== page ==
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15 Heavyweight Birds to Look Out For on an African Safari

By Philip Briggs | Updated April 22, 2021

Africa is best known for being home to the Big Five and other large mammals, but it also hosts some of the world’s most impressively bulky birds, including the outsized ostrich, some imperious birds of prey, and many striking aquatic species. Here some of the iconic avian heavyweights you might encounter on a safari in Africa.



The world’s largest bird, standing up to 9ft tall and weighing up to 320lb, the ostrich is an unmistakable resident of open savanna and grassland. The male has a bold black and white plumage, but the female is somewhat dowdier. Although it cannot fly, the ostrich is one of the world’s fastest runners, capable of hitting 45 miles per hour. Ostrich eggs have a capacity of more than 2 pints and were traditionally used by San hunter-gatherers as canteens to carry water.

Where to see it: The open plains of Serengeti-Mara are great ostrich habitat. Ostriches are abundant in the Oudtshoorn region of South Africa, where they are farmed for their cholesterol-free red meat.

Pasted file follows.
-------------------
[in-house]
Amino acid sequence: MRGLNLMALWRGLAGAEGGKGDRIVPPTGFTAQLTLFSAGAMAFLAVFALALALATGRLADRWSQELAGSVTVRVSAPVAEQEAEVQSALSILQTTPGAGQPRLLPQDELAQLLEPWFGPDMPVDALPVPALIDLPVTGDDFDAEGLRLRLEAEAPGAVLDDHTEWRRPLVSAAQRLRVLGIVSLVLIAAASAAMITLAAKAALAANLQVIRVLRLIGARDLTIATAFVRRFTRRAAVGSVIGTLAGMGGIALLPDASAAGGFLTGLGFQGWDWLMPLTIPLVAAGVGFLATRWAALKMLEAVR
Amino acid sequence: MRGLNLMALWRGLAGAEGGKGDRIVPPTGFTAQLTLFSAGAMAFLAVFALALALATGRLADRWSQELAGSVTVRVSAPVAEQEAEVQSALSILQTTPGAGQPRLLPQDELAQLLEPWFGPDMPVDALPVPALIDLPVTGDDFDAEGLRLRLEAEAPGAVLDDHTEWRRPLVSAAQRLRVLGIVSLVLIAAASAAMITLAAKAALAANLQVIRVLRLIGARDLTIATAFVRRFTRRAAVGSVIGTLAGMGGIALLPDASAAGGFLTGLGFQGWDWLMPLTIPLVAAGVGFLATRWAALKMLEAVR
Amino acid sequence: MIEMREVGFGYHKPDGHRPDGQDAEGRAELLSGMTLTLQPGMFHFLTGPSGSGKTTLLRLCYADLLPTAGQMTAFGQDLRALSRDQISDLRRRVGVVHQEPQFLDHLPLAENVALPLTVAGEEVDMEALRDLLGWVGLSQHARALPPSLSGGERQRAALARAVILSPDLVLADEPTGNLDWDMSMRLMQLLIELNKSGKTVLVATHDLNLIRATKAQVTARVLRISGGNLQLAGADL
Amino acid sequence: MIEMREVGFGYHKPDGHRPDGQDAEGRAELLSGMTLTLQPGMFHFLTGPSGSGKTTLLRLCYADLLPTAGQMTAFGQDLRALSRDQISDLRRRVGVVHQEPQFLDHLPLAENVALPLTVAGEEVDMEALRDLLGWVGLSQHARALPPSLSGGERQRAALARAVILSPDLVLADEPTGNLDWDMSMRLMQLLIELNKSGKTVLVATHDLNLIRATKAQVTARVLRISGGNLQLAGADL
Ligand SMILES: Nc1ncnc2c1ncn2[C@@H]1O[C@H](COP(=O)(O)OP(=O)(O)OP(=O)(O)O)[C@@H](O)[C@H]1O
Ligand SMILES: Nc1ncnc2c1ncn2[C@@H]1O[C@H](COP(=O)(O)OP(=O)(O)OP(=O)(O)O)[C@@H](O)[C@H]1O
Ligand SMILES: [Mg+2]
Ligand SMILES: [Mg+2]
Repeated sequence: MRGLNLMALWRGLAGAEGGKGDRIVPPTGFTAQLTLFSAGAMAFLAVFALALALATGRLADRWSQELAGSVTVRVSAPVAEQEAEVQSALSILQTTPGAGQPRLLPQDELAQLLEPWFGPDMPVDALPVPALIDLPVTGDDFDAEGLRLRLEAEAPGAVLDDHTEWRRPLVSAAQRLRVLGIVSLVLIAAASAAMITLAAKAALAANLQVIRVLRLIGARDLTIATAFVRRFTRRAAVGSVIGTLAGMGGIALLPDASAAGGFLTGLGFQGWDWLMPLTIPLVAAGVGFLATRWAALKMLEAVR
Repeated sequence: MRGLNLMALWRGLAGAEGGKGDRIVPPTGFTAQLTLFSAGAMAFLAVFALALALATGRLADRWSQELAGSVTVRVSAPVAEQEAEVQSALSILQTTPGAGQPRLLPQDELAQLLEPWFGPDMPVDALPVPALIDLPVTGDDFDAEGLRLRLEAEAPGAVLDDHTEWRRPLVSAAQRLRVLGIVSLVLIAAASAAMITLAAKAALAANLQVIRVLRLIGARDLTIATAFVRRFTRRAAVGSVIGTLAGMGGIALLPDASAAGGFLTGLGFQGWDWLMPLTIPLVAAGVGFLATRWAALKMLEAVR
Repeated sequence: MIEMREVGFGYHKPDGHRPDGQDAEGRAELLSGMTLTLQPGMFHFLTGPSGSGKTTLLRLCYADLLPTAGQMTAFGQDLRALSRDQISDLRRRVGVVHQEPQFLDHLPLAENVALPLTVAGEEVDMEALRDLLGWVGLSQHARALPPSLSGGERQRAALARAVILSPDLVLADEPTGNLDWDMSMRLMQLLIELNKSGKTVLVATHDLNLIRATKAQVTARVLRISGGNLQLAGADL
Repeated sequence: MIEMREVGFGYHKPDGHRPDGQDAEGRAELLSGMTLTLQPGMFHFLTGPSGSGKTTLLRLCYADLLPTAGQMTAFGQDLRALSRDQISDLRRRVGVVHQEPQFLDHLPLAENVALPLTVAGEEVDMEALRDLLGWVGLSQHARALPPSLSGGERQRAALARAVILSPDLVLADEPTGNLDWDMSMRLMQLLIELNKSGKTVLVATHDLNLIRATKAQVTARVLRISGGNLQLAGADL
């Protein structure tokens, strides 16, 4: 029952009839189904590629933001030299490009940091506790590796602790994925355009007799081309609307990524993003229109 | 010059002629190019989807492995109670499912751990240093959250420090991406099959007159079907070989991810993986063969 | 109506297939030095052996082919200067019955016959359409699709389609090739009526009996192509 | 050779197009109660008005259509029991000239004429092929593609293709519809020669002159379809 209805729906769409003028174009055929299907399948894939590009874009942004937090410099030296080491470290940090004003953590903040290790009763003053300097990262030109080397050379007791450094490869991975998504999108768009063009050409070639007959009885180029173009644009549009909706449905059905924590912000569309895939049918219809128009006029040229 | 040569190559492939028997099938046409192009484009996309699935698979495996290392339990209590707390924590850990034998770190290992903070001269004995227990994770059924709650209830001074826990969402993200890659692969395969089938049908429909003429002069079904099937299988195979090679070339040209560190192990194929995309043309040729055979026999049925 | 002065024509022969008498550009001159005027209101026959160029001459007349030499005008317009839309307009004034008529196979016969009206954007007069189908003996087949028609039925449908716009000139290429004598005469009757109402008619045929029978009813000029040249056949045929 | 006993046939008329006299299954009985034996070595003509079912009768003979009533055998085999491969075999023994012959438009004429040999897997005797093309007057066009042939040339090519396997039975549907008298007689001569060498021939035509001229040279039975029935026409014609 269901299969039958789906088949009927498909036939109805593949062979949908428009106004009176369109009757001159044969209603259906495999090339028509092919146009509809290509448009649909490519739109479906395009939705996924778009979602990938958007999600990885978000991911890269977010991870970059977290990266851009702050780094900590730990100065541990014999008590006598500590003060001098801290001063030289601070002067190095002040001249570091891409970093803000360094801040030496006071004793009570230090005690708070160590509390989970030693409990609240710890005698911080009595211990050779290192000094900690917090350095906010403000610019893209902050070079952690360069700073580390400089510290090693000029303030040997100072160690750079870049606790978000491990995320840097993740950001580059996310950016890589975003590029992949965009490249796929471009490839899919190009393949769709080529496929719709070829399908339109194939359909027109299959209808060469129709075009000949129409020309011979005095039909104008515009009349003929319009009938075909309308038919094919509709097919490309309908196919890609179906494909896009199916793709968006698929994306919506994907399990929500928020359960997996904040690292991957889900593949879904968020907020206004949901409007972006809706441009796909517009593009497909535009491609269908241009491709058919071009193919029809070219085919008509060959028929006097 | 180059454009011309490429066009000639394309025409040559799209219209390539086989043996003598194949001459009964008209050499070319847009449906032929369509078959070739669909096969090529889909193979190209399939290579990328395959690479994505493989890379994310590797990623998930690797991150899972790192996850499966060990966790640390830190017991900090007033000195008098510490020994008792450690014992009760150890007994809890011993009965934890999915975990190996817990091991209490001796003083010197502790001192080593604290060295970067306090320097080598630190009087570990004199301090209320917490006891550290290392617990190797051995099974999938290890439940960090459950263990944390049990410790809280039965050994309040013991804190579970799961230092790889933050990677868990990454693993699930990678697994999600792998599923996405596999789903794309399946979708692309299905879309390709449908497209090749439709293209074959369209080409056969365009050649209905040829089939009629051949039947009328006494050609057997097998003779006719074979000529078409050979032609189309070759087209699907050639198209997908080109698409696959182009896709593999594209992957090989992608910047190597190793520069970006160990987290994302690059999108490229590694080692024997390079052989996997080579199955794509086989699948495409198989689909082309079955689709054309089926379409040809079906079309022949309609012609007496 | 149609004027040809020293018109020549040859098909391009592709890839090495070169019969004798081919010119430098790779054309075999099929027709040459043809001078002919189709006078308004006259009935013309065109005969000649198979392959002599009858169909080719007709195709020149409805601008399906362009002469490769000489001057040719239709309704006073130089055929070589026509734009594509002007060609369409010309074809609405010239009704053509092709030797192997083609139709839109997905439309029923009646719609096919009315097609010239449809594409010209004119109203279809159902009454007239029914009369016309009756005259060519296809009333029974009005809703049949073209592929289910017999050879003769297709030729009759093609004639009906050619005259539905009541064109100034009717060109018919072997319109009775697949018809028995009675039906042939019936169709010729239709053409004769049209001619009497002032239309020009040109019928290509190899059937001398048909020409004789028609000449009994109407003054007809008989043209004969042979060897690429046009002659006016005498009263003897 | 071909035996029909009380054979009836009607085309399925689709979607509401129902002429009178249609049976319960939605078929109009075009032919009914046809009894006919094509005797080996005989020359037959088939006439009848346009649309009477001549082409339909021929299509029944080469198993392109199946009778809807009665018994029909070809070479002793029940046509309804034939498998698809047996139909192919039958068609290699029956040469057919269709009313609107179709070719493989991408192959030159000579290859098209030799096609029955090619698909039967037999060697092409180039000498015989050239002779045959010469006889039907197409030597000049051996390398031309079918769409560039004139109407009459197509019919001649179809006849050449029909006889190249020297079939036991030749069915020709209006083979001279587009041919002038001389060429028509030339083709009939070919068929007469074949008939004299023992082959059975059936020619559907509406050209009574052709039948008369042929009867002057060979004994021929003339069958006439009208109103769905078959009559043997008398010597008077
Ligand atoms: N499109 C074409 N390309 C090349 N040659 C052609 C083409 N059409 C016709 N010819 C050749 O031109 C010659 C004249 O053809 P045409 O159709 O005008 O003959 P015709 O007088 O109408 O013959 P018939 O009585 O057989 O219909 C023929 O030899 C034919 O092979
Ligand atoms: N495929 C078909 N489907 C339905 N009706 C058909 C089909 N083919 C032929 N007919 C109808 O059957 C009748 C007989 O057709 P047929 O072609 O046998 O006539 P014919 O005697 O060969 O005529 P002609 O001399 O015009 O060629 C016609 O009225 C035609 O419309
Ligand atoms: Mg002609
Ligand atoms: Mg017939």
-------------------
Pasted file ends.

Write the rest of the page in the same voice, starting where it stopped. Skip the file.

African Fish Eagle

Africa’s most recognizable large raptor, the fish eagle has a bold black and white feather pattern offset by a rich chestnut belly and yellow bill. The far-carrying duetting of a monogamous pair is one of the most evocative sounds of the African bush. 

Where to see it: In the vicinity of any perennial river or lake. Dense populations are associated with Kenya’s Lake Naivasha and parts of Lake Malawi. 

Southern Ground Hornbill

Most people do a double-take when they first see a family of ground hornbills marching comically through the bush. These black turkey-sized birds have conspicuous red-eye and throat wattles, long fluttering eyebrows, and white wing patches visible only in flight. Although they’re mainly terrestrial, ground hornbills are powerful fliers, and they nest in tree cavities. 

Where to see it: Widespread but mainly restricted to national parks and other reserves. South Africa’s Kruger National Park is a good place to look for it. 


Both African flamingo species are tall pink-tinged birds that habitually stand on one leg. They often aggregate in flocks of several thousand in shallow water, favoring saline lakes that support a high density of the blue-green algae on which they feed. 

Where to see it: Rift Valley lakes such as Manyara and Natron in Tanzania, and Nakuru and Bogoria in Kenya, often support high concentrations.

Hadeda Ibis